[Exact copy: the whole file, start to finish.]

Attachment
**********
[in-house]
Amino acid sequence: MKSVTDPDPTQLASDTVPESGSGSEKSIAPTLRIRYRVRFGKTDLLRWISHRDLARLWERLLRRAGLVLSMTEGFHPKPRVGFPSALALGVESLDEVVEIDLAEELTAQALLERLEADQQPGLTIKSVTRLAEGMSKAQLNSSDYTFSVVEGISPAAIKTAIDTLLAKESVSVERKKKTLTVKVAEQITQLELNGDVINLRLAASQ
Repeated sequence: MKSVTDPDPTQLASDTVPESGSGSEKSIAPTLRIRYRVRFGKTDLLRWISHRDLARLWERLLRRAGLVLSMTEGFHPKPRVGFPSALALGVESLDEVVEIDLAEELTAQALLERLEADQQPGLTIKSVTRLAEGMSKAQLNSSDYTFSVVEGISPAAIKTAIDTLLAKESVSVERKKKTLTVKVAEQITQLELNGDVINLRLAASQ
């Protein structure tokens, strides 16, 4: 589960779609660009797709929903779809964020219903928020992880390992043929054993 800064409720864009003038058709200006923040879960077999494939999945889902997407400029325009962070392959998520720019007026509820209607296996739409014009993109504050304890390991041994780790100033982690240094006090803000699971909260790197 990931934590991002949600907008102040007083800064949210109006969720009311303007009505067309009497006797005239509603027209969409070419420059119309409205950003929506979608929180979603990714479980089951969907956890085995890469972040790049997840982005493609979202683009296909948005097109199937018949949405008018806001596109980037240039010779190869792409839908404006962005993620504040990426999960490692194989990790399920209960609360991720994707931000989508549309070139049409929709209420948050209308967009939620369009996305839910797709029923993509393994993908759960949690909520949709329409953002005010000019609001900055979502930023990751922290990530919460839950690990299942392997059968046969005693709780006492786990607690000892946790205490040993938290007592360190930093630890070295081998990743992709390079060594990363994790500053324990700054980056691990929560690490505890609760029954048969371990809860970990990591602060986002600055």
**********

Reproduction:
[in-house]
Amino acid sequence: MKSVTDPDPTQLASDTVPESGSGSEKSIAPTLRIRYRVRFGKTDLLRWISHRDLARLWERLLRRAGLVLSMTEGFHPKPRVGFPSALALGVESLDEVVEIDLAEELTAQALLERLEADQQPGLTIKSVTRLAEGMSKAQLNSSDYTFSVVEGISPAAIKTAIDTLLAKESVSVERKKKTLTVKVAEQITQLELNGDVINLRLAASQ
Repeated sequence: MKSVTDPDPTQLASDTVPESGSGSEKSIAPTLRIRYRVRFGKTDLLRWISHRDLARLWERLLRRAGLVLSMTEGFHPKPRVGFPSALALGVESLDEVVEIDLAEELTAQALLERLEADQQPGLTIKSVTRLAEGMSKAQLNSSDYTFSVVEGISPAAIKTAIDTLLAKESVSVERKKKTLTVKVAEQITQLELNGDVINLRLAASQ
């Protein structure tokens, strides 16, 4: 589960779609660009797709929903779809964020219903928020992880390992043929054993 800064409720864009003038058709200006923040879960077999494939999945889902997407400029325009962070392959998520720019007026509820209607296996739409014009993109504050304890390991041994780790100033982690240094006090803000699971909260790197 990931934590991002949600907008102040007083800064949210109006969720009311303007009505067309009497006797005239509603027209969409070419420059119309409205950003929506979608929180979603990714479980089951969907956890085995890469972040790049997840982005493609979202683009296909948005097109199937018949949405008018806001596109980037240039010779190869792409839908404006962005993620504040990426999960490692194989990790399920209960609360991720994707931000989508549309070139049409929709209420948050209308967009939620369009996305839910797709029923993509393994993908759960949690909520949709329409953002005010000019609001900055979502930023990751922290990530919460839950690990299942392997059968046969005693709780006492786990607690000892946790205490040993938290007592360190930093630890070295081998990743992709390079060594990363994790500053324990700054980056691990929560690490505890609760029954048969371990809860970990990591602060986002600055």